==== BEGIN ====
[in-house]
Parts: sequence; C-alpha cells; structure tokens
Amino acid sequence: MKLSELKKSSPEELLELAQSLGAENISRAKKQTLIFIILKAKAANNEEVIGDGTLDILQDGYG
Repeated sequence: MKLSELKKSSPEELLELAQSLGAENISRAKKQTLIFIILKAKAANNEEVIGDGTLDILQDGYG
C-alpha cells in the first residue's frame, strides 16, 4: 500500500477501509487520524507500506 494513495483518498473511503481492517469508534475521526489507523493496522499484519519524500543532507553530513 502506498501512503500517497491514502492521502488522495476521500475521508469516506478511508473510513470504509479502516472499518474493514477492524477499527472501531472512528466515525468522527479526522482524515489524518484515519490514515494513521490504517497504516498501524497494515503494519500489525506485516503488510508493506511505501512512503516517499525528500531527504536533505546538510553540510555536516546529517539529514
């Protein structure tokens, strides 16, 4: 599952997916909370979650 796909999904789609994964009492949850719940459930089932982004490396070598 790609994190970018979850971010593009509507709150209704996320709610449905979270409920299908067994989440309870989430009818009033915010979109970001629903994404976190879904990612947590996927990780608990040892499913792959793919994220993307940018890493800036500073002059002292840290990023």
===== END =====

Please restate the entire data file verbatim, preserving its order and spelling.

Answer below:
[in-house]
Parts: sequence; C-alpha cells; structure tokens
Amino acid sequence: MKLSELKKSSPEELLELAQSLGAENISRAKKQTLIFIILKAKAANNEEVIGDGTLDILQDGYG
Repeated sequence: MKLSELKKSSPEELLELAQSLGAENISRAKKQTLIFIILKAKAANNEEVIGDGTLDILQDGYG
C-alpha cells in the first residue's frame, strides 16, 4: 500500500477501509487520524507500506 494513495483518498473511503481492517469508534475521526489507523493496522499484519519524500543532507553530513 502506498501512503500517497491514502492521502488522495476521500475521508469516506478511508473510513470504509479502516472499518474493514477492524477499527472501531472512528466515525468522527479526522482524515489524518484515519490514515494513521490504517497504516498501524497494515503494519500489525506485516503488510508493506511505501512512503516517499525528500531527504536533505546538510553540510555536516546529517539529514
């Protein structure tokens, strides 16, 4: 599952997916909370979650 796909999904789609994964009492949850719940459930089932982004490396070598 790609994190970018979850971010593009509507709150209704996320709610449905979270409920299908067994989440309870989430009818009033915010979109970001629903994404976190879904990612947590996927990780608990040892499913792959793919994220993307940018890493800036500073002059002292840290990023």